Doctors at California Pacific Medical Center in San Francisco began performing a rare six-way kidney transplant on Thursday involving a dozen donors and recipients from all over the state.
The six-way transplant, which will occur over two days, is the “largest single center kidney paired donation chain conducted on the West Coast” and the largest conducted in the 44-year history of the CPMC Transplant Center, the hospital said. CPMC was the first California hospital to perform a five-way kidney swap in 2011.
Most are from the Bay Area, and two are from the Central Valley. The donors and recipients include three parent-and-child pairs, one sibling pair, and one brother- and sister-in-law pair.
“I’m excited, not nervous,” donor Zully Broussard, 55, of Sacramento told NBC Bay Area on Wednesday. “I know there's going to be a life out there that's extended. I feel like there is a higher power behind all this making it happen. I didn't realize it was so huge. I'm just a small part of the chain."
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Broussard is the first person to kick off the chain and she said she has no idea who she's giving her kidney to. Dr. Steven Katznelson, medical director of the hospital’s Kidney Transplant Program, called her a "lovely lady" and the altruistic woman behind the rare event.
Several hospitals have performed paired donations. Some have participated in one that extends across several sites — or even across several states, where sometimes dozens of people get new organs. Doctors at California Pacific Medical Center said they hadn’t heard of another set of such transplants involving more people.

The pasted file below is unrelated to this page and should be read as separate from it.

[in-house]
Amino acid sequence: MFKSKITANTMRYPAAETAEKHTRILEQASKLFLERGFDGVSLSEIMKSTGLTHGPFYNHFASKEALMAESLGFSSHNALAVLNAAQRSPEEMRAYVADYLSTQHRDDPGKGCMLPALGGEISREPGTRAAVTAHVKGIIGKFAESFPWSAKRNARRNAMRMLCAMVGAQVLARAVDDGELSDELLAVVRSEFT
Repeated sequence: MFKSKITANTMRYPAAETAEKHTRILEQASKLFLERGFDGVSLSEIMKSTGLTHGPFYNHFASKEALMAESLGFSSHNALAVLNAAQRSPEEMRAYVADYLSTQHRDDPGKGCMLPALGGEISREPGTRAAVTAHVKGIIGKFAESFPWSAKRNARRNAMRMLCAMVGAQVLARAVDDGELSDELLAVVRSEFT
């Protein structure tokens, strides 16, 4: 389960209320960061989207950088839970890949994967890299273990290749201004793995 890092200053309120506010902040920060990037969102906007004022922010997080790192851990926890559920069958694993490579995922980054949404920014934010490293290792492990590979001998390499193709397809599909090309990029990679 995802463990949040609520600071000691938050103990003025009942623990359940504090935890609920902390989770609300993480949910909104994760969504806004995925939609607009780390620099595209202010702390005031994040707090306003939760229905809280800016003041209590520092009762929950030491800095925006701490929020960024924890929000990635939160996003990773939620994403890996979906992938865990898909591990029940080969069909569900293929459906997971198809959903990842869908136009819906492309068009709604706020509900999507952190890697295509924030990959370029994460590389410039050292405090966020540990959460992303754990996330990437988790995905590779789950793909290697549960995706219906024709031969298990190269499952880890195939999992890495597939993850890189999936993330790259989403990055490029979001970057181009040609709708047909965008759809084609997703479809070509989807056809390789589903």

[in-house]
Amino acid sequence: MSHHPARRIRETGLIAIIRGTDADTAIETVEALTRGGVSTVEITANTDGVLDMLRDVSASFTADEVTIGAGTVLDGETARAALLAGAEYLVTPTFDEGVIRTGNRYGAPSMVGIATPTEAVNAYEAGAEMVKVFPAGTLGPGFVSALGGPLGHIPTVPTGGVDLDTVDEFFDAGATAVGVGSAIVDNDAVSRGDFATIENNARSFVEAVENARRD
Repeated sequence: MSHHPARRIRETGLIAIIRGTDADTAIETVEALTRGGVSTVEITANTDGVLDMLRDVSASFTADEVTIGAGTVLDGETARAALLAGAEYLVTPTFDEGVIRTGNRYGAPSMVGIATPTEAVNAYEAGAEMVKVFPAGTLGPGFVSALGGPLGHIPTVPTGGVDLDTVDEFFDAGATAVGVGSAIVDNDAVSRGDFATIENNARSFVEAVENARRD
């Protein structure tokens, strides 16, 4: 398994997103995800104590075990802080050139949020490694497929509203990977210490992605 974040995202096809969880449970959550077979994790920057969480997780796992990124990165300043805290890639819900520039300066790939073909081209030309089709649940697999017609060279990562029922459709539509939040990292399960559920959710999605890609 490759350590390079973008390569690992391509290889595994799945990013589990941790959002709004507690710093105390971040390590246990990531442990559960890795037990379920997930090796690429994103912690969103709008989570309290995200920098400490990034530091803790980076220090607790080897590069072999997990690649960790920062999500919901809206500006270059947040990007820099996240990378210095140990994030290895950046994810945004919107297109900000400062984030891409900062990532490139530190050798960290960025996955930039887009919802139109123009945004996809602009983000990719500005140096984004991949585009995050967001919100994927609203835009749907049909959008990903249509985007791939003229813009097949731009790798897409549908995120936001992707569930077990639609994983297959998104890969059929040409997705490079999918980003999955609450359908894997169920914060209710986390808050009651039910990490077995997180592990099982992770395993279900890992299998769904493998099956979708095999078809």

"Kidney pair donations have been around for years," Katznelson said. "But to have such a big chain done all at one center in just a short amount of time, I don't know of any precedent."
The pay-it-forward kidney donations all started because of Broussard's kindness, who said, without going into much detail that she had a " loss in my life," and now has this opportunity. Broussard's son died of cancer 13 years ago, and her husband died almost a year ago, also of cancer.
What Katznelson said was also so great is that now, six other people on the kidney transplant list will now get bumped up to the top because of this all-encompassing surgery.
Broussard started this whole chain effect after she came to the hospital and simply said she wanted to donate a kidney, but had no one to donate to. David Jacobs, developer of Matchgrid, said his softward program helped match the 11 other people in a "domino-like" effect. Jacobs himself had a kidney transplant at CPMC.
In April 2014, the Scientific Registry of Transplant Recipients identified the hospital as the as the nation’s only hospital with both kidney and liver transplant programs that have higher-than-expected one- and three-year adult patient survival rates. CPMC said the hospital also saw 98.4 percent of kidney patients survive one year after transplant, compared to the expected 96.6 percent.